Building good muscle tone in an adult dog (over one year of age) is easily done by gaiting him at steady trot for a few minutes each day, building up gradually to longer sessions. If you are not a jogger, this can be done on a bicycle with the dog trotting along side. The local high school track is an excellent place to do road work. Sound like too much trouble? Then remember our Olympic cyclist pedaling for 10 - 11 hours a day. A few minutes of biking with your collie hardly compares, does it? An additional benefit from this regular exercise is that a well-toned dog rarely paces. Pacing is a "lazy gait" and a dog that has been conditioned to move at a correct trot will tend to do so in the ring - another advantage that the in-shape dog has over the competition.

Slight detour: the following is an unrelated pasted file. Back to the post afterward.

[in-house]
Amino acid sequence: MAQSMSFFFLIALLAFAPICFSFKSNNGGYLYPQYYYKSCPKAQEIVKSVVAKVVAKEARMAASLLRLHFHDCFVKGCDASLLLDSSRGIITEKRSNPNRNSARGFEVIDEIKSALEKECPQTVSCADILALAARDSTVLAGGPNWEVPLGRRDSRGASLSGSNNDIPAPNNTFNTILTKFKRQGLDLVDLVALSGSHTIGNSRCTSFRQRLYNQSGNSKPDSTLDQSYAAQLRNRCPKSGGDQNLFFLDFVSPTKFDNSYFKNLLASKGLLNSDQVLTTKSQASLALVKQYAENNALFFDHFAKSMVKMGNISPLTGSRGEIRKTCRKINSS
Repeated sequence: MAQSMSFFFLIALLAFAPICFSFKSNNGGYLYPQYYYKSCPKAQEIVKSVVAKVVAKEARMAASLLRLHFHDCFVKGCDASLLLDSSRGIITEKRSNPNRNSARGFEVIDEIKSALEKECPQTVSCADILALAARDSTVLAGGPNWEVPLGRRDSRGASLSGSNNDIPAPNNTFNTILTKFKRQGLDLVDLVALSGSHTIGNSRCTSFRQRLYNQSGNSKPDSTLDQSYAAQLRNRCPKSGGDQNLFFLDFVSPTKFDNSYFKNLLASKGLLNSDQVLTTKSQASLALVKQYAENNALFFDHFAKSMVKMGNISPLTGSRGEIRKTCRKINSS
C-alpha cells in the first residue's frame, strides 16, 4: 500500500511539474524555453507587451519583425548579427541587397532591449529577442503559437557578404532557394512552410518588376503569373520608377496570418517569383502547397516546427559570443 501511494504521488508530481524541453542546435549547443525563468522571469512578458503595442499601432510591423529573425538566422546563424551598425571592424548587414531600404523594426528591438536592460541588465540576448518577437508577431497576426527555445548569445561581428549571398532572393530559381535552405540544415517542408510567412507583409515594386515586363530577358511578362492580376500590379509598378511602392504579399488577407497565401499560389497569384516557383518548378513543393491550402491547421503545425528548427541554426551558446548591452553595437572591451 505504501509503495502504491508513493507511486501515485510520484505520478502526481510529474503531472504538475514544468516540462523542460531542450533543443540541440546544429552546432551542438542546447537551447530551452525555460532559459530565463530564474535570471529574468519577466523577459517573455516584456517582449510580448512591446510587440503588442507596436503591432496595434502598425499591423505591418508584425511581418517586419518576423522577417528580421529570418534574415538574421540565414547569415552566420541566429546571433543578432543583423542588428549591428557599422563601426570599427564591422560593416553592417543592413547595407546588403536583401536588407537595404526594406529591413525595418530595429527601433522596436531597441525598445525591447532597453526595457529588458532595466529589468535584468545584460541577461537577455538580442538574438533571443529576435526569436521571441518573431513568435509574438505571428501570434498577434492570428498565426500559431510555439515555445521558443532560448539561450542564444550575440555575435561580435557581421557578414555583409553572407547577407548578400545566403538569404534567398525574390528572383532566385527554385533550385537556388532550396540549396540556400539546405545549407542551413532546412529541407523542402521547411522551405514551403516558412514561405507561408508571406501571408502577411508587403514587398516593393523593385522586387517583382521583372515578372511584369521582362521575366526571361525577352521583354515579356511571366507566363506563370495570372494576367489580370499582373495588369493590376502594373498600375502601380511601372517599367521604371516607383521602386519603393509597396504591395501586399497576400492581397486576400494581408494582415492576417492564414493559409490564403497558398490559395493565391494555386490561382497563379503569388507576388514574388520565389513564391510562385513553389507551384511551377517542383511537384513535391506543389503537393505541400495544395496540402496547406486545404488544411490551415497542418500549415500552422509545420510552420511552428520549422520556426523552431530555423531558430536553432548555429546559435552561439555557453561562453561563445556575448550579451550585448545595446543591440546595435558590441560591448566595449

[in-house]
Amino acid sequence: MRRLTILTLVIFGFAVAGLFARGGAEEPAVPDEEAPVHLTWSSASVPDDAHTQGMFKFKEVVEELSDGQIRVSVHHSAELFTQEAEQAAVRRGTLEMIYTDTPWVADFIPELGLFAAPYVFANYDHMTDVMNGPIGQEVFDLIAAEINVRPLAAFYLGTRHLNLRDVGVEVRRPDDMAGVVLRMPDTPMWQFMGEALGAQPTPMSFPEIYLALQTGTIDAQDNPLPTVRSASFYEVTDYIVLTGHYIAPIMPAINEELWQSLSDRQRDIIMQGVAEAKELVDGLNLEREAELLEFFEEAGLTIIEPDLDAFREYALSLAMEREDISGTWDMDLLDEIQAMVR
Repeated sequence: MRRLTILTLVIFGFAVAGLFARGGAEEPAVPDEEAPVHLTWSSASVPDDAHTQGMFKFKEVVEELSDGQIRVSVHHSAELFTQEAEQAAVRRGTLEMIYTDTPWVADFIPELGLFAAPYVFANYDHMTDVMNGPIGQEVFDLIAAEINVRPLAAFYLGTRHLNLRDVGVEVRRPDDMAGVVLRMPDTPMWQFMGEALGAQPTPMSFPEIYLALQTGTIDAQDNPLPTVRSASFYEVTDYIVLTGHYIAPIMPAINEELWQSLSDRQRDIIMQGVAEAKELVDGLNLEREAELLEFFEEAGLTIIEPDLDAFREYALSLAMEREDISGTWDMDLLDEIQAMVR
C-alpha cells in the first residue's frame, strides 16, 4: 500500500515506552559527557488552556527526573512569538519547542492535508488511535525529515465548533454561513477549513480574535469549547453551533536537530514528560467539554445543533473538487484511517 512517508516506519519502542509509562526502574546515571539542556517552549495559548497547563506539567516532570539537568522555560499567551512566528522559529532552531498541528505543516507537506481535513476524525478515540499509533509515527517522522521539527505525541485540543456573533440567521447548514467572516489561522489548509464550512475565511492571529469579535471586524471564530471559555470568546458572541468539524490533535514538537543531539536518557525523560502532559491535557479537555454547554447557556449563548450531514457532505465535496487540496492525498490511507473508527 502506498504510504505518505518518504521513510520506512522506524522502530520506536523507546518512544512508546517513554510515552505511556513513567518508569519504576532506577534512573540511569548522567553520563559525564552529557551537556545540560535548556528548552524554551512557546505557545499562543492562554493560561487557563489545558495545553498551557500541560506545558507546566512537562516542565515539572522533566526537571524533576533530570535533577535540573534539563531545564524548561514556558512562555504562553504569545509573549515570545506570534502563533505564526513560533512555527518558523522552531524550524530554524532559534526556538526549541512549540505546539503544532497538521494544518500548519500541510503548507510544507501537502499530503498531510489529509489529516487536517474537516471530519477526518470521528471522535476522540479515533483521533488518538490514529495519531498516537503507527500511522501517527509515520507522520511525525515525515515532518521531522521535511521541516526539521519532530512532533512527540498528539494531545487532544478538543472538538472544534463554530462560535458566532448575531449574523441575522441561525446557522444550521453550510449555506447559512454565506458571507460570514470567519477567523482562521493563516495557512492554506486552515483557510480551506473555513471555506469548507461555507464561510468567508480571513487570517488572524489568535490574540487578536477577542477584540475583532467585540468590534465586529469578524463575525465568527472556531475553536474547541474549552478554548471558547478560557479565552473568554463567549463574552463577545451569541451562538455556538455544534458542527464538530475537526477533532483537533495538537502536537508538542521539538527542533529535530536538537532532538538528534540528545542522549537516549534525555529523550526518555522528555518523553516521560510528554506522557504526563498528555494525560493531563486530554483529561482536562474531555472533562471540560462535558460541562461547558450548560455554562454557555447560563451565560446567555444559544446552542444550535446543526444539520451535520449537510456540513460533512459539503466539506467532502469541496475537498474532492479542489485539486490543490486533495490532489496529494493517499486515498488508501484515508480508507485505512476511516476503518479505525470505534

Along with exercise, a proper diet is key to good health. Generally, this means a foundation of premium quality dry dog food (kibble). While it seems there are as many different brands of kibble as there are grains of sand on the beach, the choice should be based on ingredients, availability, price and results. Foods should contain a good, identifiable primary protein source, such as chicken, lamb, turkey or beef, followed by the remaining ingredients (grains, dairy products, eggs, vegetable products, etc.) in descending order based on percentage of volume. Vitamins, minerals and preservatives will appear toward the end of the list. If you are in a quandary about which food to try, poll other collie breeders - especially those whose dogs have pedigrees similar to your own. "Families" of collies tend to do well on certain brands of foods. There is also an excellent Internet web site that explains dog food label terminology and compares different brands. Feeding the best kibble that is both affordable and produces excellent results, combined with light supplementation with a variety of clean, fresh foods, such as meat, egg yolks, cottage cheese, yogurt, rice, pasta and vegetables, provides a balanced, well-rounded diet for your collie.